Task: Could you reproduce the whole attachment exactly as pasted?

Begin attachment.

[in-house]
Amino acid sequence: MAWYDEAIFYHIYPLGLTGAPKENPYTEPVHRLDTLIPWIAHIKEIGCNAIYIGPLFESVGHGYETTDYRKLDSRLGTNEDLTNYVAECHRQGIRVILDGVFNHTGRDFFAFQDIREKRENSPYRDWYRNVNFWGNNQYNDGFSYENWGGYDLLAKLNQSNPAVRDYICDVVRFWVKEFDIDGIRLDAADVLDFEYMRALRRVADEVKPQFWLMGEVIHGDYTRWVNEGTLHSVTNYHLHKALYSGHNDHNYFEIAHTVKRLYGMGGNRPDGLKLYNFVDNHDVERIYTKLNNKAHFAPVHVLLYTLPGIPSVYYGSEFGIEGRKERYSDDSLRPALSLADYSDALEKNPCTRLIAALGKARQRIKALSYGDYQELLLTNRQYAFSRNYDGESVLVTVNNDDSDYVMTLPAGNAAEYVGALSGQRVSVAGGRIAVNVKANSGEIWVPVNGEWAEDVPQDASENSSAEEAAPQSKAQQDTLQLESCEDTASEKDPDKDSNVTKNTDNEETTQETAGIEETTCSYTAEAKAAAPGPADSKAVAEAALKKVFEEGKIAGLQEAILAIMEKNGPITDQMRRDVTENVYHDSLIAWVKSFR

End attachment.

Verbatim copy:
[in-house]
Amino acid sequence: MAWYDEAIFYHIYPLGLTGAPKENPYTEPVHRLDTLIPWIAHIKEIGCNAIYIGPLFESVGHGYETTDYRKLDSRLGTNEDLTNYVAECHRQGIRVILDGVFNHTGRDFFAFQDIREKRENSPYRDWYRNVNFWGNNQYNDGFSYENWGGYDLLAKLNQSNPAVRDYICDVVRFWVKEFDIDGIRLDAADVLDFEYMRALRRVADEVKPQFWLMGEVIHGDYTRWVNEGTLHSVTNYHLHKALYSGHNDHNYFEIAHTVKRLYGMGGNRPDGLKLYNFVDNHDVERIYTKLNNKAHFAPVHVLLYTLPGIPSVYYGSEFGIEGRKERYSDDSLRPALSLADYSDALEKNPCTRLIAALGKARQRIKALSYGDYQELLLTNRQYAFSRNYDGESVLVTVNNDDSDYVMTLPAGNAAEYVGALSGQRVSVAGGRIAVNVKANSGEIWVPVNGEWAEDVPQDASENSSAEEAAPQSKAQQDTLQLESCEDTASEKDPDKDSNVTKNTDNEETTQETAGIEETTCSYTAEAKAAAPGPADSKAVAEAALKKVFEEGKIAGLQEAILAIMEKNGPITDQMRRDVTENVYHDSLIAWVKSFR